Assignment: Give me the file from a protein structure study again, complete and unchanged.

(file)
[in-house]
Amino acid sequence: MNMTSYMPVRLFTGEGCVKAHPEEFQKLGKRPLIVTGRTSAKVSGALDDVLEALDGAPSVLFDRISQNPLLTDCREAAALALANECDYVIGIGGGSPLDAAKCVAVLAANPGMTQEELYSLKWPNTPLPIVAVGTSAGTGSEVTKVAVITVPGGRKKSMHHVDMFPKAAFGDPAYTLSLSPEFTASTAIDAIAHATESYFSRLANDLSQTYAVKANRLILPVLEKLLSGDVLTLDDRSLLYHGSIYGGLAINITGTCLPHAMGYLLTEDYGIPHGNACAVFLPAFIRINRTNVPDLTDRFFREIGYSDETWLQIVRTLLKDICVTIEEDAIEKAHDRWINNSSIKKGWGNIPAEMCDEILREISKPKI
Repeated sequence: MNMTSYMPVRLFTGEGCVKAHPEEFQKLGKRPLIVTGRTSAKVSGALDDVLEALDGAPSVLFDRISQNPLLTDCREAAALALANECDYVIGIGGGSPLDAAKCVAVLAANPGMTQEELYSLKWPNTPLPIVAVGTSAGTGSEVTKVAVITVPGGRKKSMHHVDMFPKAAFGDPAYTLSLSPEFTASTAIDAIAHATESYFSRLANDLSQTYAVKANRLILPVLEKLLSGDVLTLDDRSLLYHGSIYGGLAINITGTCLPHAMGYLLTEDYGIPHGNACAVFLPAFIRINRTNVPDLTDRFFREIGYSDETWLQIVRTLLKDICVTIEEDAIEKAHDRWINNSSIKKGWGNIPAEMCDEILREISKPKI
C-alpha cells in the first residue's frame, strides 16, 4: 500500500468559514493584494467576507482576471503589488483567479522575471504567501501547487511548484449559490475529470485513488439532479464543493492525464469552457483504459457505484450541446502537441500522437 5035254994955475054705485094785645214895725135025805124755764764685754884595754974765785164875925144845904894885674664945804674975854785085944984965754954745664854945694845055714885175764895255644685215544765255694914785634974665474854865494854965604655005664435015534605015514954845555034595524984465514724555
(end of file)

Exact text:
[in-house]
Amino acid sequence: MNMTSYMPVRLFTGEGCVKAHPEEFQKLGKRPLIVTGRTSAKVSGALDDVLEALDGAPSVLFDRISQNPLLTDCREAAALALANECDYVIGIGGGSPLDAAKCVAVLAANPGMTQEELYSLKWPNTPLPIVAVGTSAGTGSEVTKVAVITVPGGRKKSMHHVDMFPKAAFGDPAYTLSLSPEFTASTAIDAIAHATESYFSRLANDLSQTYAVKANRLILPVLEKLLSGDVLTLDDRSLLYHGSIYGGLAINITGTCLPHAMGYLLTEDYGIPHGNACAVFLPAFIRINRTNVPDLTDRFFREIGYSDETWLQIVRTLLKDICVTIEEDAIEKAHDRWINNSSIKKGWGNIPAEMCDEILREISKPKI
Repeated sequence: MNMTSYMPVRLFTGEGCVKAHPEEFQKLGKRPLIVTGRTSAKVSGALDDVLEALDGAPSVLFDRISQNPLLTDCREAAALALANECDYVIGIGGGSPLDAAKCVAVLAANPGMTQEELYSLKWPNTPLPIVAVGTSAGTGSEVTKVAVITVPGGRKKSMHHVDMFPKAAFGDPAYTLSLSPEFTASTAIDAIAHATESYFSRLANDLSQTYAVKANRLILPVLEKLLSGDVLTLDDRSLLYHGSIYGGLAINITGTCLPHAMGYLLTEDYGIPHGNACAVFLPAFIRINRTNVPDLTDRFFREIGYSDETWLQIVRTLLKDICVTIEEDAIEKAHDRWINNSSIKKGWGNIPAEMCDEILREISKPKI
C-alpha cells in the first residue's frame, strides 16, 4: 500500500468559514493584494467576507482576471503589488483567479522575471504567501501547487511548484449559490475529470485513488439532479464543493492525464469552457483504459457505484450541446502537441500522437 5035254994955475054705485094785645214895725135025805124755764764685754884595754974765785164875925144845904894885674664945804674975854785085944984965754954745664854945694845055714885175764895255644685215544765255694914785634974665474854865494854965604655005664435015534605015514954845555034595524984465514724555